As we mark the start of Black History Month, HRC honors the ways in which Black LGBTQ and allied trailblazers have been and continue to be at the center of the fight for equality, breaking down barriers every day. In this moment in our country’s history, our community must draw strength and inspiration from the commitment, tenacity and resilience of civil rights leaders who made our work possible.

In the last month, we have seen pro-equality champions sworn into office, including Gwen Moore, Colin Allred, Garlin Gilchrist, Lucy McBath, Steven Horsford, Lauren Underwood, Aaron Ford, Mandela Barnes and Ayanna Pressley. They will continue their justice work, advocating for equality from statehouses to the halls of Congress.

They join champions such as Andrea Jenkins, Kamala Harris, Cory Booker, Elijah Cummings, Maxine Waters and John Lewis, tireless champsions of racial justice and LGBTQ equality in our towns, cities and nation’s capital.

We celebrate revolutionary shows like Pose, which brings the stories of Black, Afro-Caribbean and Latinx LGBTQ people during the tumultuous 1980s into our homes. Pose is helmed by a cast and crew of queer and transgender trailblazers, including HRC honorees Angelica Ross and Billy Porter, Janet Mock, MJ Rodriguez, Dominique Jackson and Steven Canals. Mock made history by becoming the first transgender woman of color to both write, produce and direct for a major network television show.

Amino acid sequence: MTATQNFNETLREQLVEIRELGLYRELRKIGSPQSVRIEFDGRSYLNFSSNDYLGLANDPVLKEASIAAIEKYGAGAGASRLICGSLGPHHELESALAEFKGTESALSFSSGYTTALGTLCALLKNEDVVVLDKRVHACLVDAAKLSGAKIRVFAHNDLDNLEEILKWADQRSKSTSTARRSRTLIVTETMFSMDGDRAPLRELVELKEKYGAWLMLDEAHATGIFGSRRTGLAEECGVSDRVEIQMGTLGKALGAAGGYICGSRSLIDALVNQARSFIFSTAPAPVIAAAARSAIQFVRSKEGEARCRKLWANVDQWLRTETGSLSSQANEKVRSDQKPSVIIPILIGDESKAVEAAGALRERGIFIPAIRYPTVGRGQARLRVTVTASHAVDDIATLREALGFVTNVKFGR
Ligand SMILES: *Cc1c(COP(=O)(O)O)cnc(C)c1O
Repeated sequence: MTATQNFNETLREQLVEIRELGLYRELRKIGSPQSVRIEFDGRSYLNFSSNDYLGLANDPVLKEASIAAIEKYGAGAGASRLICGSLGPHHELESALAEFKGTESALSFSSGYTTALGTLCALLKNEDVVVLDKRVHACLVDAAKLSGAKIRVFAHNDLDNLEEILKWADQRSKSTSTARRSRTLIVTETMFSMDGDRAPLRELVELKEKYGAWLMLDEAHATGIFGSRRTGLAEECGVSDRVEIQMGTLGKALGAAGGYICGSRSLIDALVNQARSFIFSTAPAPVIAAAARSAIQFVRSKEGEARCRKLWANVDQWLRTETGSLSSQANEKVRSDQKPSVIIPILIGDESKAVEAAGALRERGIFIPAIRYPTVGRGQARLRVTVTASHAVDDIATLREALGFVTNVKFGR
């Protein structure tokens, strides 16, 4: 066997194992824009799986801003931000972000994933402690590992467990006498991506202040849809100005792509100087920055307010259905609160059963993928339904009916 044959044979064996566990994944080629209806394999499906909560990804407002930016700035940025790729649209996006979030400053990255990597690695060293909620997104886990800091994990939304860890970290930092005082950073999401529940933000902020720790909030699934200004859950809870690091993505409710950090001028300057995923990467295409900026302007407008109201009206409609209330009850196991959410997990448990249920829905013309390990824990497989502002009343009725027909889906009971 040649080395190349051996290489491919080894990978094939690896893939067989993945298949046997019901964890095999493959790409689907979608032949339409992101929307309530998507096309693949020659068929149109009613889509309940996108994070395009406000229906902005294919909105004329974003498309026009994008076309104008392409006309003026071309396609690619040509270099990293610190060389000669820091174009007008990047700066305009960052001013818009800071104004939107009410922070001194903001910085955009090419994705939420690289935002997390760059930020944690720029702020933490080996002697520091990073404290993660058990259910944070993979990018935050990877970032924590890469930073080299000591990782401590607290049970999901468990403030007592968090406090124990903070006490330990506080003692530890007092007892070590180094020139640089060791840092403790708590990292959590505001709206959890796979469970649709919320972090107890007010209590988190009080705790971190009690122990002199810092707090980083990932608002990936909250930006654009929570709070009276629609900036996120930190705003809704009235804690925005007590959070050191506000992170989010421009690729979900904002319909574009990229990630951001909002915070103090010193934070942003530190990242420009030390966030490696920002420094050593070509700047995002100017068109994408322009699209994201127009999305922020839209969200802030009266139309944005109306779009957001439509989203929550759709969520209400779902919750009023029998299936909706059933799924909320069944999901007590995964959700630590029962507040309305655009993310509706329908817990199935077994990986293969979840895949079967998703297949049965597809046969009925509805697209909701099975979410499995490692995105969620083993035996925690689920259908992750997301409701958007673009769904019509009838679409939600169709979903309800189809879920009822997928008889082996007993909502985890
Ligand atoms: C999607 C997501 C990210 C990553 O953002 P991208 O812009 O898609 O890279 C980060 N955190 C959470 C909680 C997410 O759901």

Artists including Janelle Monáe, Shea Diamond and Jussie Smollett give voice to the stories of the Black LGBTQ community through their music. They challenge us to name the ways that racism intersects with homophobia, biphobia and transphobia -- and to confront the ways these intersecting oppressions deprive LGBTQ people of color of the tools needed to live and thrive.  

“I think the most rewarding thing I can do is speak to the times now,” Diamond said in an interview with HRC. “If you listen to your favorite song right now, 20 years from now, would the next generation know that we were struggling and still fighting for rights? Would they know that trans women were being killed at the rate they were being killed?”  

We pause to remember and honor our history and those who made today’s victories possible. This year marks 50 years since LGBTQ patrons of Stonewall, led by Black trans women Marsha P. Johnson and Miss Major Griffin-Gracy, decided to take a stand and fight back against the brutal intimidation they regularly faced at the hands of police.

While we celebrate the progress we have made in these 50 years, it is more important than ever to recognize the distance we still have to go to achieve full equality. From turning out to elect pro-equality champions and hosting service projects to empowering HBCU students to become leaders in their campuses and communities, HRC staff, volunteers, members and supporters are on the ground working to drive this country forward at the intersections of LGBTQ equality and racial justice.

This Black History Month, we celebrate the barriers that have broken, recognize the barriers that remain and lift up the voices of Black and LGBTQ advocates challenging systems of power and oppression everyday. We deepen our commitment to those in our community who are still too often at its margins as we work to move equality forward.


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